Proposal to Develop a ‘Southern Collective’ for Transdisciplinary Collaborations on the Northern Indian Ocean

NUS

Abstract

The northern Indian Ocean region, incorporating the Bay of Bengal and the Andaman and Laccadive Seas, can be seen as an understudied marine transcultural borderland. This project aims to build a transdisciplinary ‘Southern Collective’ of natural and social scientists, and non-academic experts to address societal and environmental problems facing coastal communities in this region. Our collective will undertake activities to address two broad climate and livelihood related themes for interdisciplinary research, namely transboundary coastal and marine resources, and forced migration and adaptation. The Southern Collective will co-create digital learning modalities in order to re-center local knowledge around these themes. We will also create a web-based portal to facilitate grassroots public engagement and democratize knowledge generation in and for the region.

Research Team

Principal Investigators

Annu Jalais

Assistant Professor, South Asian Studies, National University of Singapore

  • Bio ▾

    I am an environmental anthropologist and currently assistant professor at the National University of Singapore’s South Asian Studies Program. My interdisciplinary research and teaching experience focuses on the human-nonhuman interface; environment and climate change; religious identity and migration; and caste and social justice. My primary region of specialization is South Asia, specifically Bangladesh and India; my secondary zone encompasses Southeast Asia and China, especially around Indian Ocean exchanges in the religious and cultural realms. My academic scholarship, based in engaged ethnography, focuses on (a) social and cultural dimensions of forest-, river-, and sea-dependent communities; (b) marginal Muslim communities and migrants; (c) alarming developments such as increased suicide and out-migration rates, due mainly to the threat of climate breakdown across the Bay of Bengal, resulting in fast-disappearing forest-land, harsher cyclones, and rising sea-levels in adjacent coastal landscapes. These life-threatening transformations have jolted me into trying to make my academic work more relevant and for this I am committed to working with individuals and organizations that want to make a change and are motivated to work with multi- and interdisciplinary teams (from previous experience on European Commission and Arts and Humanities Research Council grants). I grew up in India, am at ease working in villages and slums, fluently speak Bengali and Hindi, and can manage some Oriya, Assamese, and Tamil. Becoming an engaged anthropologist has been my response to our collective concern over global environmental degradation, rising social inequalities, and dispossession (particularly heightened in these times of Covid-19 pandemic).

Aarthi Sridhar

Programme Head, Dakshin Foundation

  • Bio ▾

    Aarthi Sridhar is a founder and trustee of Dakshin Foundation and has headed its Communities and Resource Governance Programme for over ten years. She is also pursuing a PhD from the University of Amsterdam on the social history of fisheries science in India. Trained in diverse traditions within the social sciences, her professional roles straddle academic and practitioner spaces. Her current academic interests centre on historical and contemporary socio-legal studies, science and technology studies, environmental history, and sociological studies of science. Her empirical focal areas are coastal and marine environments, resource politics, maritime infrastructures, and practices of environmental norms and justice. As a practitioner, she has facilitated the creation of some of India’s early collaborative experiments for coastal and marine environmental governance and worked with various local and national civil society networks. She enjoys collective effort projects and has worked with diverse disciplinary teams to write essays, make documentary films, technical websites, field manuals, and other learning material on the subject of marine environments and people.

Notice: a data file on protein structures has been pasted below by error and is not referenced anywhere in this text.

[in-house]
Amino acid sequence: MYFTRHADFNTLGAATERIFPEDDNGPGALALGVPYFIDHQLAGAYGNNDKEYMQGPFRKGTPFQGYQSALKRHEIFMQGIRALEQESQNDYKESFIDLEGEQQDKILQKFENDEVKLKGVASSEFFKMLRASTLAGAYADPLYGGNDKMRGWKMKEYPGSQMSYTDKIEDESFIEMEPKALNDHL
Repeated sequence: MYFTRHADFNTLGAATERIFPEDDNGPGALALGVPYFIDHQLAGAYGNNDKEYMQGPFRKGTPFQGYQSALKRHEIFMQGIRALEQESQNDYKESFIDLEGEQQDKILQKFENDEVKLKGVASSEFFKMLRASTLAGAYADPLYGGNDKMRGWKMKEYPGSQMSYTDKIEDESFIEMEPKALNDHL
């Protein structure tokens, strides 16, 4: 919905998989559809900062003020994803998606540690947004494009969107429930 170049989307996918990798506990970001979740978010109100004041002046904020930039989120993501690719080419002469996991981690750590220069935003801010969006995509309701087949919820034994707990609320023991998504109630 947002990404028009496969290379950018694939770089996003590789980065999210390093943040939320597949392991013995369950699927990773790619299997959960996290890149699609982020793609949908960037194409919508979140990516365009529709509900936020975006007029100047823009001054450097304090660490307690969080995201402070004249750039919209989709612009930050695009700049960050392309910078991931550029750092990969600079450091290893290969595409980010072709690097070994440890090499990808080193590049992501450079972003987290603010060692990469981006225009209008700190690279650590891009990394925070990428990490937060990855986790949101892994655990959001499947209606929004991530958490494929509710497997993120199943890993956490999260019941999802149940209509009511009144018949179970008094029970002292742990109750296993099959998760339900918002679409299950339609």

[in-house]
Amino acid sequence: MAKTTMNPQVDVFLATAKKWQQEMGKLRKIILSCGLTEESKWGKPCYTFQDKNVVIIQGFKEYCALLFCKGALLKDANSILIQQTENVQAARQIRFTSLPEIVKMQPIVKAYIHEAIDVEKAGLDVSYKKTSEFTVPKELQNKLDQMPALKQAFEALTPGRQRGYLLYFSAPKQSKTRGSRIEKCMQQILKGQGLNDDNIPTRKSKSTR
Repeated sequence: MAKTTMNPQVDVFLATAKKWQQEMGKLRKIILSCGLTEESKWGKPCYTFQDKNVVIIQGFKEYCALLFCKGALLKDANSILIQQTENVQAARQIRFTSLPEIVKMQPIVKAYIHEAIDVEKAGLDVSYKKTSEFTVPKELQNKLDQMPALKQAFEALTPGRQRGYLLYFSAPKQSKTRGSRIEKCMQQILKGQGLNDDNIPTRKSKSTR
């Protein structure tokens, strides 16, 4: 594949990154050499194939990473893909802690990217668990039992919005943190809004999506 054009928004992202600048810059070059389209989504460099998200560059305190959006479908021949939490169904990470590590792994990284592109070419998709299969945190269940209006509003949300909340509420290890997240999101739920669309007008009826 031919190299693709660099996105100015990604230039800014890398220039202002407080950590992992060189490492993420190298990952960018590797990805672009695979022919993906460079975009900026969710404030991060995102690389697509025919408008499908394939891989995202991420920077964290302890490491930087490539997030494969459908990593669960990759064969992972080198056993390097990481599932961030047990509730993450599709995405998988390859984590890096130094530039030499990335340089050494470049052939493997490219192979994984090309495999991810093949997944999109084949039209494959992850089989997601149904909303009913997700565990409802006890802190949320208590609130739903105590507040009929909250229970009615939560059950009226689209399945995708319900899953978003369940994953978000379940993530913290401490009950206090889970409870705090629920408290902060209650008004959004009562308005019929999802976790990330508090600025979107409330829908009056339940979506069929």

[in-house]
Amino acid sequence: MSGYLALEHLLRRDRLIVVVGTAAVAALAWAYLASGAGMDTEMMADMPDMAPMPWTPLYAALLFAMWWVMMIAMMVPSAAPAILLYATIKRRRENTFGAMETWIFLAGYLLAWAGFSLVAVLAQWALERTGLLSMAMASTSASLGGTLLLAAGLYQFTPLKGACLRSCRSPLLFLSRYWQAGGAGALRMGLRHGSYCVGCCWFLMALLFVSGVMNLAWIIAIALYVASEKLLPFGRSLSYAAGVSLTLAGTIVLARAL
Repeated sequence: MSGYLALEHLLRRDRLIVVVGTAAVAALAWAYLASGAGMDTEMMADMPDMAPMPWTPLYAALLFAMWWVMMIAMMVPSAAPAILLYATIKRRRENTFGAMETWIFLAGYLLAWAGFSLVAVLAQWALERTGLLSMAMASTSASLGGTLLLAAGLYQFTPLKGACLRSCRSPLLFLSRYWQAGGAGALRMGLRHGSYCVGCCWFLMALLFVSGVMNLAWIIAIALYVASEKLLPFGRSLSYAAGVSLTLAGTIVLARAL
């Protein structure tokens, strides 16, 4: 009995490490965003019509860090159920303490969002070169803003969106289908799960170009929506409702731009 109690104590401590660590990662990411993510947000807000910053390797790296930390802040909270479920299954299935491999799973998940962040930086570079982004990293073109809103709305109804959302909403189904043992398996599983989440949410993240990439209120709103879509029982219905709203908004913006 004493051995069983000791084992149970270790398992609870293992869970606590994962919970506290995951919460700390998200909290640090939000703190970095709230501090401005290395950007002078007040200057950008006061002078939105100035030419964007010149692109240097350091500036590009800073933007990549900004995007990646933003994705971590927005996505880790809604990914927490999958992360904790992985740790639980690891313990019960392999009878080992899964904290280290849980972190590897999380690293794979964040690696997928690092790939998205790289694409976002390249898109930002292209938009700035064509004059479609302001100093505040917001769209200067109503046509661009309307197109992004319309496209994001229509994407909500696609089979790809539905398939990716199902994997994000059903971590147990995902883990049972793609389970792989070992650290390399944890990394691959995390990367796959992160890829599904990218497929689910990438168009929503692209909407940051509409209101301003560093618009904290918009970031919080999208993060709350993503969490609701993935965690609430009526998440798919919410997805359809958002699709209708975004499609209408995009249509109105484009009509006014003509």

Rapti Siriwardane

Researcher, Leibniz Centre for Tropical Marine Research

Alin Kadfak

Researcher, Swedish University of Agricultural Sciences

  • Bio ▾

    Alin Kadfak is a researcher in the Department of Rural and Urban Development, Swedish University of Agricultural Sciences. Her current research explores labor rights in sustainable fishing policy as a global environmental governance mechanism, using Thailand and Myanmar as case studies. Her research interests include resource governance within fisheries and coastal landscapes in the Global South. Her doctoral dissertation, defended in 2018, explored how urbanization has influenced the lives and livelihoods of small-scale fishers, and how the coastal landscape (water-land nexus) is understood and contested in India. In her current project, she expands her focus to global fisheries governance, by exploring how labor rights have become an emerging standard for multi-actors (state and non-state) in influencing how fisheries’ supply chains are governed. Her research is informed by critical engagements with (urban) political ecology, global environmental governance, labor-rights, and critical geography.

Participants

Ahilan Kadirgamar

Senior Lecturer University of Jaffna + Chairman, Northern Cooperative Development Bank

Sujatha Byravan

Independent Consultant and scientist, Chennai

Avilash Roul

Guest Faculty, IIT Chennai

Mohammed Saiful

Scientist, Bangladesh Agricultural University

Khushi Kabir

Social Justice rights’ campaigner, Nijera Kori

Than Pale

Professor, Anthropology Department, Yangon University

Pradeep Singh

Research Associate, IAAS Potsdam

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